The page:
A lot of commentators analyze the actual armour, like the belt, shield or sword Paul is referring to, this, in my opinion, is a colossal waste of space and misses the entire purpose. What I want to do is talk about what Paul means by truth, righteousness and salvation. And these ideas do not come out of the Reformation (i.e. imputed righteousness) or the Greek/modern definition of truth, these ideas are found in Isaiah, and that is where we should look.
I will deal with "Truth" in detail and then only briefly highlight righteousness and salvation.
This is the tricky part because the Greek word which translated the Hebrew word looses a lot of it's meaning by the time it reaches the English translation. We don't think about it often but, in English, someone or something can be true in more than one sense. For instance: an accusation can be true, or I can be true to my wife. They both mean very different things, but use the same word. This ambiguity can also be present in the Greek word, however it usually means something like the former. How do we find out what Paul meant?
If the Old Testament is ignored the most common meaning would naturally be adopted, and since that meaning is the same in Greek and English "truth" comes to mean something like "believing the truth". In fact, this idea is so prevalent that one of the major Greek lexicons for the New Testament and early writings (known as BDAG) defines truth in this passage as the "truth of the Christian gospel". This is wrong.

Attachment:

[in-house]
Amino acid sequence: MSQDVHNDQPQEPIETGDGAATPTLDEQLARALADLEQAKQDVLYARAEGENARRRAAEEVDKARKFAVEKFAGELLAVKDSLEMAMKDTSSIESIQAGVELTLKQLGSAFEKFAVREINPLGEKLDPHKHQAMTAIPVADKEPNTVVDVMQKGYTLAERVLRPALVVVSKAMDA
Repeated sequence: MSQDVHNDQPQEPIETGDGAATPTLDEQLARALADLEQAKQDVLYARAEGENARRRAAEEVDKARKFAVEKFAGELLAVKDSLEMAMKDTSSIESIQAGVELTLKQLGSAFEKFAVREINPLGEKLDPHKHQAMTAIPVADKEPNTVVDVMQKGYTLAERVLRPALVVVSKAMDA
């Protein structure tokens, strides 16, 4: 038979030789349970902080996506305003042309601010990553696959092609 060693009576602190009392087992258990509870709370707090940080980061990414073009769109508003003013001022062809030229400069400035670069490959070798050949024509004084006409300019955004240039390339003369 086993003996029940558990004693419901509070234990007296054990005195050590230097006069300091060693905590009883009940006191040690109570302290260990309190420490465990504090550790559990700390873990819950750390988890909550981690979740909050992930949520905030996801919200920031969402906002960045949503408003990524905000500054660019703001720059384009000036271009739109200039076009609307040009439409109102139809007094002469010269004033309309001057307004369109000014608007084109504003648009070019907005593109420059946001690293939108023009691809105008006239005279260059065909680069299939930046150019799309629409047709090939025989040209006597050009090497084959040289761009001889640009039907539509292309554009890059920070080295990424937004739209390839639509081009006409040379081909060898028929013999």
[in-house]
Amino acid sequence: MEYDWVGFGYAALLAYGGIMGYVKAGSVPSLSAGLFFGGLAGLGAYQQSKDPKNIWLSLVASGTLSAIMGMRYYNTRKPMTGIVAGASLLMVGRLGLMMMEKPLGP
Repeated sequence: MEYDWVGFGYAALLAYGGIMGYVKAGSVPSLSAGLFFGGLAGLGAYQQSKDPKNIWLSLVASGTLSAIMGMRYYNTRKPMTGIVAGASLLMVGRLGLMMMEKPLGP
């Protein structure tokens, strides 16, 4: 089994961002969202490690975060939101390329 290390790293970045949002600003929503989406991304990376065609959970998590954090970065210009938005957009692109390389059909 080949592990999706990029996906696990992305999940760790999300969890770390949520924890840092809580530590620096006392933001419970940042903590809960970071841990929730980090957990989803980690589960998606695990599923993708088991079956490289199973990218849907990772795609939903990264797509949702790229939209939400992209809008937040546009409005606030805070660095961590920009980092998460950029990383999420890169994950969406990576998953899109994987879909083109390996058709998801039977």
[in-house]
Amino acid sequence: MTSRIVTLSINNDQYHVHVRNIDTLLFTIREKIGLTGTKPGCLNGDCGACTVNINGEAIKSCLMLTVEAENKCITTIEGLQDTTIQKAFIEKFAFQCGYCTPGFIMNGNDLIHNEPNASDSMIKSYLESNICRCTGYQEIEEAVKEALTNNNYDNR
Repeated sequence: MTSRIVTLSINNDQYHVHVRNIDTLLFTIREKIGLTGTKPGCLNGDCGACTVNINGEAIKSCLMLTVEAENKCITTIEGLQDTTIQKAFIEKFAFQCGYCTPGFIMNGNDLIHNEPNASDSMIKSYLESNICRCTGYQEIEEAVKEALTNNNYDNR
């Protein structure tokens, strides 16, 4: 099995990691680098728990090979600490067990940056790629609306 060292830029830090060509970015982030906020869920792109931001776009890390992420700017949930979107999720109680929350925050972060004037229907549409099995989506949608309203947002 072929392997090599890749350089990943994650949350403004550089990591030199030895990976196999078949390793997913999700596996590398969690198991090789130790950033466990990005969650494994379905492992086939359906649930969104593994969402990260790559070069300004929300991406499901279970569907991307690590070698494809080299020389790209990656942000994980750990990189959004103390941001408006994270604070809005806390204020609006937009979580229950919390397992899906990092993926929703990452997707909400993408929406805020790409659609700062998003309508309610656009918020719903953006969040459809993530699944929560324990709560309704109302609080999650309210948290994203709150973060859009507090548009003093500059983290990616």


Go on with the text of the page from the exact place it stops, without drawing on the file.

If you remember Isaiah 11:5 (I quoted it in the first blog), you will realize that the English translation doesn't translate the word "truth" as such but as "faithfulness". This is because the Hebrew is "true" in the relational sense, and never means "truth" in the Greek/modern sense. Paul uses a Greek translation here and the meaning gets lost, but looking back to where Paul is citing from it's clear he meant "faithfulness" not "truth". Therefore it is faithfulness to God and Christ that serves as a belt.
Righteousness is easier to handle and a direct reading of the English texts should make the meaning obvious. Traditionally "righteousness" has either been thought of as the imputed righteousness of Christ or righteousness as a virtue (i.e. private holiness). But in understanding the context of Isaiah 59 one realizes that both are mistaken. In Isaiah, God is interested in helping bring justice to Israel because no one else is doing it. The Christian, in Ephesians, is charged with helping God bring justice and righteousness to those around them.
Salvation is a tough one. To be honest, there are probably 2 equally valid readings (although they are not exclusive) based on Isaiah. The first is that Christians bring salvation to those who will accept it, the second is that Christians can be assured of their salvation. Both, I think, can be read as from the Isaiah passage.
The last blog will quickly put all this into context of Ephesians 6, however, I think where this leads is quite evident already.